In this episode, Shawn and Ross look at Samsung’s latest announcements, including its latest smartphone tour de force, the Galaxy Note 20, its attempt at Android tablet relevance with the Tab S7, and its promising preview of the next Galaxy Fold Z. Meanwhile, as the electronics giant steps up its relationship with Microsoft, we take on why its corporate-focused partner would have interest in TikTok, as well as the challenges that it and other Big Tech rivals face as they navigate the rules of Apple’s app store with streaming game services.
In this episode, Shawn and Ross look at the latest developments among the major carriers’ 5G rollouts, as well as how T-Mobile is keeping up its pro-consumer messaging as it retires the Sprint brand. Next, we look at Apple’s opportunity to grow the Mac’s share as it adds more homegrown tech form its iPad and iPhone lines. Finally, we explore Microsoft’s smart marketing move in working with the NBA to have fans join basketball games via Microsoft Teams on giant displays as Microsoft’s Slack competitor keeps rolling along.
In this episode, Shawn and Ross look at the latest moves in the self-driving car space as Elon Musk says Tesla is close to perfecting fully autonomous cars in the wake of Amazon buying startup Zoox. Next, we look at the potential for a subscription-based Twitter and how that social network’s latest moves contrast with Facebook’s. Finally, as Nvidia passes Intel’s market cap, we take a look at the initial benchmarks at the chips that will be powering the next generation of Macs.
In this episode, Shawn and Ross thoroughly analyze many of the announcements from WWDC, starting off with many aspects of the Mac’s switch to Apple silicon. We also talk about the changes coming to iOS 14 and Apple’s embrace of machine learning and algorithms in its wearable products, Apple Watch and AirPods. Finally, an updated discussion of the company’s approach to privacy and how it is being unusually open to industry alliances in its smart home and car access approaches.
In this episode, Shawn and Ross look at two companies that stand to benefit from a continued emphasis on the digital home. First, Sony reveals the PlayStation 5, a major milestone that’s expected to set a new standard in console graphics while testing the pockets of early adopters. We look at how the landscape is shaking out for the 2020 holiday seasons nd beyond. Meanwhile, Sonos gets slapped by Google with a countersuit to the patent infringement case that it launched against the mammoth tech company earlier this year. We offer our take on what the real threats are to Sonos and what it may mean for the future of agent technology in home audio.
In this episode, Shawn and Ross look at continued consolidation in the food delivery service landscape as GrubHub attracts acquisition interest. Next, a look at how improving financial reports, new investment rounds, and IPO filings are signaling cautious optimism for the many tech startups. Finally, we discuss recent rumors that Apple may be moving to bundle its content offerings and why the timing might be right for such a move.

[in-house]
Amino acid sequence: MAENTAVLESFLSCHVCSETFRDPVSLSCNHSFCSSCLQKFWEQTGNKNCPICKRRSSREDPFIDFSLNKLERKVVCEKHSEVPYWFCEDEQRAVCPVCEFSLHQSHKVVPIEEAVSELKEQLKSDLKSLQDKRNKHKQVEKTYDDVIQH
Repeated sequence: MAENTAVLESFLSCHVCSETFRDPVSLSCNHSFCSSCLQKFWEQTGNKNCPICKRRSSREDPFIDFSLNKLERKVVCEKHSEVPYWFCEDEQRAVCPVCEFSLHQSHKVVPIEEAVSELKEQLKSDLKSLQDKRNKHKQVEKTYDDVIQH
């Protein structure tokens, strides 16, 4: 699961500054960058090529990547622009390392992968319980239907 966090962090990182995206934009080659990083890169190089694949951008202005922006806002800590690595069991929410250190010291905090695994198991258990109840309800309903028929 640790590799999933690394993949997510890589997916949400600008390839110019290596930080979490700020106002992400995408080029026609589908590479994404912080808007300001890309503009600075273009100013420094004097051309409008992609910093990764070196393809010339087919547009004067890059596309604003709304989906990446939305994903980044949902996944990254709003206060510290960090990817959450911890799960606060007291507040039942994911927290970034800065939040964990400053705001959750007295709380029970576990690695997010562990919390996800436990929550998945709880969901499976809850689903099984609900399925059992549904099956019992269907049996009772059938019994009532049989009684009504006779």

In this episode, Shawn and Ross break down the feud between President Trump and Twitter, looking at my of the elements of Section 230 of the Communications Decency Act. Plus, we look at Microsoft’s Fluid Framework for modular documents, evaluate a VR comeback attempt for HTC’s co-founder, and discuss whether the messy launch of HBOMax will do much to hurt the service in the long term.
In this week’s episode, Shawn and Ross talk about Microsoft’s announcements from this week’s Build conference. We also discuss what’s happening in the world of podcasts. Joe Rogan is going exclusive on Spotify while Bloomberg reports Audible is in talks to acquire celebrity podcasts and Amazon Music is preparing to add podcasts.
n this episode, Shawn and Ross look at how Big Tech is taking advantage of market volatility to swoop in and acquire companies that fill out their offerings. These include direct competitive response in the case of Facebook buying Giphy and Uber eyeing GrubHub, market expansion in the case of Microsoft buying Metaswitch, and farther-flung VR dreams in the case of Apple buying NextVR. Plus, we look at the competitive dynamics of the video meeting market among Zoom, Microsoft and Google in the context of office population. Finally, we end with a note about Huaweii's clever circumvention of the U.S. tech ban as it puts a sheen of new tech on last year's P30 smartphone.
In this episode, Shawn and Ross look at how tech companies are banding together and launching initiatives to help with the COVID-19 crisis, including Facebook’s Data for Good and Apple’s and Google’s joint efforts on a way to trace contact with individuals who have tested positive. Plus, we discuss some new initiatives that should result in dramatically better Wi-Fi and interoperability between connected gadgets in the smart home before discussing the latest rumors about Apple turning to its own chips in the Mac in the near future.